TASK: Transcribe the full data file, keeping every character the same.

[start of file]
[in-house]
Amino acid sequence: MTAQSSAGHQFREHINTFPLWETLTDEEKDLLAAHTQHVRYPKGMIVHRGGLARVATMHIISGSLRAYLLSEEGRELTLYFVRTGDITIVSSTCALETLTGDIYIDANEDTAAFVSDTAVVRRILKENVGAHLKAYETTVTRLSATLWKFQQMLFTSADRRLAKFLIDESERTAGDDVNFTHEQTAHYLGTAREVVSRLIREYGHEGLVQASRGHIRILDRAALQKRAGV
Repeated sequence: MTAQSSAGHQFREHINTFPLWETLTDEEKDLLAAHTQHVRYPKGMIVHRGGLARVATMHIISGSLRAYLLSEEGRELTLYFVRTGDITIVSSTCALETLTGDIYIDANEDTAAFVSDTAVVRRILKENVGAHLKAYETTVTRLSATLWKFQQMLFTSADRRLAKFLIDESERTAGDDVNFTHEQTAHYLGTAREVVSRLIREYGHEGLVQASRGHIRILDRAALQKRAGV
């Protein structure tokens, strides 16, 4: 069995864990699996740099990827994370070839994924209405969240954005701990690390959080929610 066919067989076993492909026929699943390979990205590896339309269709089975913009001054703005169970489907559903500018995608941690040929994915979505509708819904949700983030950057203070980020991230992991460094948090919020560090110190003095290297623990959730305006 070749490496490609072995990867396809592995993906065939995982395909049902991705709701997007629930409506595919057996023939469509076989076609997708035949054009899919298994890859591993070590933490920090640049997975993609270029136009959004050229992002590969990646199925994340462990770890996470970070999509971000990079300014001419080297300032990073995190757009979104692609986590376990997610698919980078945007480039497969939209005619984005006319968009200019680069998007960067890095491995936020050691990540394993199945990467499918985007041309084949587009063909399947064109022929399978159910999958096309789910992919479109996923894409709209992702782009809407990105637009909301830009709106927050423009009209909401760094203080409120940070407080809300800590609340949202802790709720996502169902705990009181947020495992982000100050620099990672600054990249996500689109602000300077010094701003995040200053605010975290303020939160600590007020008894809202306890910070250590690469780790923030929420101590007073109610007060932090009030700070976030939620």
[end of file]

[in-house]
Amino acid sequence: MTAQSSAGHQFREHINTFPLWETLTDEEKDLLAAHTQHVRYPKGMIVHRGGLARVATMHIISGSLRAYLLSEEGRELTLYFVRTGDITIVSSTCALETLTGDIYIDANEDTAAFVSDTAVVRRILKENVGAHLKAYETTVTRLSATLWKFQQMLFTSADRRLAKFLIDESERTAGDDVNFTHEQTAHYLGTAREVVSRLIREYGHEGLVQASRGHIRILDRAALQKRAGV
Repeated sequence: MTAQSSAGHQFREHINTFPLWETLTDEEKDLLAAHTQHVRYPKGMIVHRGGLARVATMHIISGSLRAYLLSEEGRELTLYFVRTGDITIVSSTCALETLTGDIYIDANEDTAAFVSDTAVVRRILKENVGAHLKAYETTVTRLSATLWKFQQMLFTSADRRLAKFLIDESERTAGDDVNFTHEQTAHYLGTAREVVSRLIREYGHEGLVQASRGHIRILDRAALQKRAGV
């Protein structure tokens, strides 16, 4: 069995864990699996740099990827994370070839994924209405969240954005701990690390959080929610 066919067989076993492909026929699943390979990205590896339309269709089975913009001054703005169970489907559903500018995608941690040929994915979505509708819904949700983030950057203070980020991230992991460094948090919020560090110190003095290297623990959730305006 070749490496490609072995990867396809592995993906065939995982395909049902991705709701997007629930409506595919057996023939469509076989076609997708035949054009899919298994890859591993070590933490920090640049997975993609270029136009959004050229992002590969990646199925994340462990770890996470970070999509971000990079300014001419080297300032990073995190757009979104692609986590376990997610698919980078945007480039497969939209005619984005006319968009200019680069998007960067890095491995936020050691990540394993199945990467499918985007041309084949587009063909399947064109022929399978159910999958096309789910992919479109996923894409709209992702782009809407990105637009909301830009709106927050423009009209909401760094203080409120940070407080809300800590609340949202802790709720996502169902705990009181947020495992982000100050620099990672600054990249996500689109602000300077010094701003995040200053605010975290303020939160600590007020008894809202306890910070250590690469780790923030929420101590007073109610007060932090009030700070976030939620």